Tuesday, February 13, 2007

Candler and NASA Start Chaplaincy School

RPI--Candler School of Theology in Atlanta plans to open a new chaplaincy program in response to the recent arrest of astronaut Lisa Nowak for attacking another woman. The Space Chaplain certification will train clergy to handle problems unique to those who work in NASA’s high stress environment.

“Astronauts face different challenges than the rest of us,” said James “Spacey” Gordon, the Candler faculty member who first envisioned the program. “Space Chaplains will use their skills to address those challenges.”

These new chaplains, however, will be prepared to take their caring ministries beyond the launch pad. Gordon has begun conversations with NASA to enable Candler to prepare the Space Chaplains to accompany the astronauts on their missions. “We want every Space Shuttle launch to carry a chaplain. We want the International Space Station to have a chaplain on duty at all times.”

Only the top candidates will be able to complete the program due to the extreme rigors of space flight, and competition for the handful of slots in the initial class is expected to be heavy. Space Chaplains will also need to develop specialized technical skills such as serving Holy Communion in zero gravity, conducting counseling sessions during space walks, and--until the Space Worship Leader program gets into full swing next year--leading and directing the Praise Band.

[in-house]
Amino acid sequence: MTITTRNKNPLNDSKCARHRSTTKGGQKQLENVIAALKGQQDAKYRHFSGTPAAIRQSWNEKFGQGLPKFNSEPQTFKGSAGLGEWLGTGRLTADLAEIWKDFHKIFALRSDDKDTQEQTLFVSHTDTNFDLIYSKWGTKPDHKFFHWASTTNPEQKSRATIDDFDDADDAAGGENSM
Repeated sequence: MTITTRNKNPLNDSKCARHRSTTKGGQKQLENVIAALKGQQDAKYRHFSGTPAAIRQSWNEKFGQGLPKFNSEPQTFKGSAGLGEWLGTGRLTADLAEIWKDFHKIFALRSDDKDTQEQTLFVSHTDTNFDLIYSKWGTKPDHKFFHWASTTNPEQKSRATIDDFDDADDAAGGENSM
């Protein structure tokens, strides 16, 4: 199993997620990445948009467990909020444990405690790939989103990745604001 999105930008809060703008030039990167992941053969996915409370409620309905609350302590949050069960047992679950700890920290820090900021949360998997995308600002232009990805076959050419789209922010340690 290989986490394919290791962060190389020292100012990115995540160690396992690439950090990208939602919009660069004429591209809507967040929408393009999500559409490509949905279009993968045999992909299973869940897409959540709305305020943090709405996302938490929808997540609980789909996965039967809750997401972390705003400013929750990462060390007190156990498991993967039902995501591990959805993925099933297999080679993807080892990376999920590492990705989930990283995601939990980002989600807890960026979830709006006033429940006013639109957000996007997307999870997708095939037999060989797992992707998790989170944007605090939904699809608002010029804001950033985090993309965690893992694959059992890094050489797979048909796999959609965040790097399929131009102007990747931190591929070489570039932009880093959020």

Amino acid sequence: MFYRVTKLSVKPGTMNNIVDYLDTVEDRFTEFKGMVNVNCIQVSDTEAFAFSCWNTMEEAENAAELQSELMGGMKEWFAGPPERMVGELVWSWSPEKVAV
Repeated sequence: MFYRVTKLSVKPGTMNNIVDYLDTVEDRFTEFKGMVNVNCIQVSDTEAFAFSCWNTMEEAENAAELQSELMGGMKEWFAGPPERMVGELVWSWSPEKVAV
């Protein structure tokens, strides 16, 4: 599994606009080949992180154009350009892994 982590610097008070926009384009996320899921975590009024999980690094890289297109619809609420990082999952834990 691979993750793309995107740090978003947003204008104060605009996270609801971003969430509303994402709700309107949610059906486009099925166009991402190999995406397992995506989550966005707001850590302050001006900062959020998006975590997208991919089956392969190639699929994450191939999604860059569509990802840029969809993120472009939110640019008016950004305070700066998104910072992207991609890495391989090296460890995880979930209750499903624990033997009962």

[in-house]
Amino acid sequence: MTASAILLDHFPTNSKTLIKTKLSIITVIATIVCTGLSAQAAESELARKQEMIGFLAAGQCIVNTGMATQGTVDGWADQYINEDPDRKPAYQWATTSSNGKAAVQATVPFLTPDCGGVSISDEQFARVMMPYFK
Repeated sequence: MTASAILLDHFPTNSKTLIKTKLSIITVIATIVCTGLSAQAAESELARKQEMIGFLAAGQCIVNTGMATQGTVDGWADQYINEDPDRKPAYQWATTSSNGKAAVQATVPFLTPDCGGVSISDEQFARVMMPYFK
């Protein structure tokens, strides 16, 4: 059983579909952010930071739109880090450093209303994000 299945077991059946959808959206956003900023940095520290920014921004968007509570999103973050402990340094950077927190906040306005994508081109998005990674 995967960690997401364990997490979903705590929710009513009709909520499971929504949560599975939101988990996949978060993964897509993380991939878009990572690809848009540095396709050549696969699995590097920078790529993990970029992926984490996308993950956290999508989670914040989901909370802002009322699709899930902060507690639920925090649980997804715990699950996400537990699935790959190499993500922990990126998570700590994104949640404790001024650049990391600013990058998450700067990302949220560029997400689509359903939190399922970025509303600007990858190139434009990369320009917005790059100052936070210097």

NASA spokesperson Randy Heller said the space administration has high hopes for Candler’s new venture. “It is important for the mental and spiritual health of our astronauts, and Space Chaplains could go a long way toward repairing the damage to our public image,” he said.

“There’s precedent for this in the church,” said Candler’s Gordon. “Sailing ships often carried clergy on long voyages over the open, and largely uncharted, seas. The Methodist preachers followed settlers out to the frontier in America’s formative years. Since the Bible calls space the ‘final frontier,’ this is a natural step for us to take.”

Some critics fear that Protestant chaplains could offend or create discomfort among crewmembers by their mere presence. Gordon acknowledges the potential for the problem, especially on the International Space Station (ISS). “I’d like to create an interfaith center on the ISS, so that every faith group has a place and feels welcome. One of my Roman Catholic friends asked about putting a Newman Center up there, and you could include chaplains from every religious group. It is my dream to have more chaplains than astronauts at the Station.”

Some think Gordon’s dream is too big, bigger than all outer space. “Is this a ridiculous idea? No way. If we can put a man on the moon, then why can’t we...well, you get the idea.”

Labels: , ,


Post a Comment

<< Home